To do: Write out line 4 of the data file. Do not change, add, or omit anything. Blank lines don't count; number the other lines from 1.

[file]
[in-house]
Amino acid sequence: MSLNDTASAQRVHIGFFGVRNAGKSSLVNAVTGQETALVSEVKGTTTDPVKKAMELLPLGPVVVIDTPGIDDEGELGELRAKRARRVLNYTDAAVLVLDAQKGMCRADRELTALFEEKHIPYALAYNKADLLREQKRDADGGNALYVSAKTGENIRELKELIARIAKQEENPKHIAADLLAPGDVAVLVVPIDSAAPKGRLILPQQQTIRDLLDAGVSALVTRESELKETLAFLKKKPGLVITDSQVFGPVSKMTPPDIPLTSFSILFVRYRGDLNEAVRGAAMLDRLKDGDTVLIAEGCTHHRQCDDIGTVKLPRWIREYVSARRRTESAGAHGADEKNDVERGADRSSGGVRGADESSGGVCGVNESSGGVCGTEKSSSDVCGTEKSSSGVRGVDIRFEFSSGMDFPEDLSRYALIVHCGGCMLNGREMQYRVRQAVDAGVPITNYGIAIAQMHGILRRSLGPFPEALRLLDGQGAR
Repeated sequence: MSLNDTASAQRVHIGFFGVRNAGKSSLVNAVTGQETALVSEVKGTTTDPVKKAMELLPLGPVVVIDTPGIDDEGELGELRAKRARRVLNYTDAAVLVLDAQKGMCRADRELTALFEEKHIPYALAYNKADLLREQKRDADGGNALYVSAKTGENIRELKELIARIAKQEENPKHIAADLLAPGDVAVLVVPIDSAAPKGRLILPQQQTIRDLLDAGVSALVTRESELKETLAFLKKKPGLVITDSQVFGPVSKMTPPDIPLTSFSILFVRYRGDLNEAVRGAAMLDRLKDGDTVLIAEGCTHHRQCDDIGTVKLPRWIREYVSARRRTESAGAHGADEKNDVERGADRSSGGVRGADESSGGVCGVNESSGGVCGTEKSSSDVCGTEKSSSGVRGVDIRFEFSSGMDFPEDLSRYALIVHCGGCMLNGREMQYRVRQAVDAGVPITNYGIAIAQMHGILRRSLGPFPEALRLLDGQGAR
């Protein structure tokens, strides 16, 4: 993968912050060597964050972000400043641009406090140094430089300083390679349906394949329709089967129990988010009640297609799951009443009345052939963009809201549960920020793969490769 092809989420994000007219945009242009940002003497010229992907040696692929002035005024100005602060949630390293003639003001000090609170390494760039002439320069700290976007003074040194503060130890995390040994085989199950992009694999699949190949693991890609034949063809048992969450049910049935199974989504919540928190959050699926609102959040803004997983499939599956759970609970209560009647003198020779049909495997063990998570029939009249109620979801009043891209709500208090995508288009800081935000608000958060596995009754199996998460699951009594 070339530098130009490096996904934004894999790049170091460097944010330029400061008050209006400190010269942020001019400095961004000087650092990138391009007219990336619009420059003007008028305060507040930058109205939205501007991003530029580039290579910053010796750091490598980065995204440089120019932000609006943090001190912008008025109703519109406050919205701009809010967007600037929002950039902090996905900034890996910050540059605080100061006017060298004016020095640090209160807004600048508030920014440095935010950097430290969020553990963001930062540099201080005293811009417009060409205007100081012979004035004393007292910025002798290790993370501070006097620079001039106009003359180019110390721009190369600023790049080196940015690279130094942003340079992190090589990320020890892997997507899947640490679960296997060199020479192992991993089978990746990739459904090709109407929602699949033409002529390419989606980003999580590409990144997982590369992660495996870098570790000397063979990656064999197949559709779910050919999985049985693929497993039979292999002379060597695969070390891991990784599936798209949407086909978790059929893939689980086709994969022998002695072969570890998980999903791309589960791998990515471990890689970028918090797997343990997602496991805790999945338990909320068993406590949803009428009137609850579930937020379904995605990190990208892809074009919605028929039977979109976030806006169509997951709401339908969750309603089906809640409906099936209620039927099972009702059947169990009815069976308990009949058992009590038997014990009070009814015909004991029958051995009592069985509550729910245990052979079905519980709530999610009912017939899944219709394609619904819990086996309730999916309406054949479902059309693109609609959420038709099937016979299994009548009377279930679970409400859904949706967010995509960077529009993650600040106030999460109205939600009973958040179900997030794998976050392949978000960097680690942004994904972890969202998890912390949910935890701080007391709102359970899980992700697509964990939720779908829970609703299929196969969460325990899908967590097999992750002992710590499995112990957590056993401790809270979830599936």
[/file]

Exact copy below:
């Protein structure tokens, strides 16, 4: 993968912050060597964050972000400043641009406090140094430089300083390679349906394949329709089967129990988010009640297609799951009443009345052939963009809201549960920020793969490769 092809989420994000007219945009242009940002003497010229992907040696692929002035005024100005602060949630390293003639003001000090609170390494760039002439320069700290976007003074040194503060130890995390040994085989199950992009694999699949190949693991890609034949063809048992969450049910049935199974989504919540928190959050699926609102959040803004997983499939599956759970609970209560009647003198020779049909495997063990998570029939009249109620979801009043891209709500208090995508288009800081935000608000958060596995009754199996998460699951009594 070339530098130009490096996904934004894999790049170091460097944010330029400061008050209006400190010269942020001019400095961004000087650092990138391009007219990336619009420059003007008028305060507040930058109205939205501007991003530029580039290579910053010796750091490598980065995204440089120019932000609006943090001190912008008025109703519109406050919205701009809010967007600037929002950039902090996905900034890996910050540059605080100061006017060298004016020095640090209160807004600048508030920014440095935010950097430290969020553990963001930062540099201080005293811009417009060409205007100081012979004035004393007292910025002798290790993370501070006097620079001039106009003359180019110390721009190369600023790049080196940015690279130094942003340079992190090589990320020890892997997507899947640490679960296997060199020479192992991993089978990746990739459904090709109407929602699949033409002529390419989606980003999580590409990144997982590369992660495996870098570790000397063979990656064999197949559709779910050919999985049985693929497993039979292999002379060597695969070390891991990784599936798209949407086909978790059929893939689980086709994969022998002695072969570890998980999903791309589960791998990515471990890689970028918090797997343990997602496991805790999945338990909320068993406590949803009428009137609850579930937020379904995605990190990208892809074009919605028929039977979109976030806006169509997951709401339908969750309603089906809640409906099936209620039927099972009702059947169990009815069976308990009949058992009590038997014990009070009814015909004991029958051995009592069985509550729910245990052979079905519980709530999610009912017939899944219709394609619904819990086996309730999916309406054949479902059309693109609609959420038709099937016979299994009548009377279930679970409400859904949706967010995509960077529009993650600040106030999460109205939600009973958040179900997030794998976050392949978000960097680690942004994904972890969202998890912390949910935890701080007391709102359970899980992700697509964990939720779908829970609703299929196969969460325990899908967590097999992750002992710590499995112990957590056993401790809270979830599936």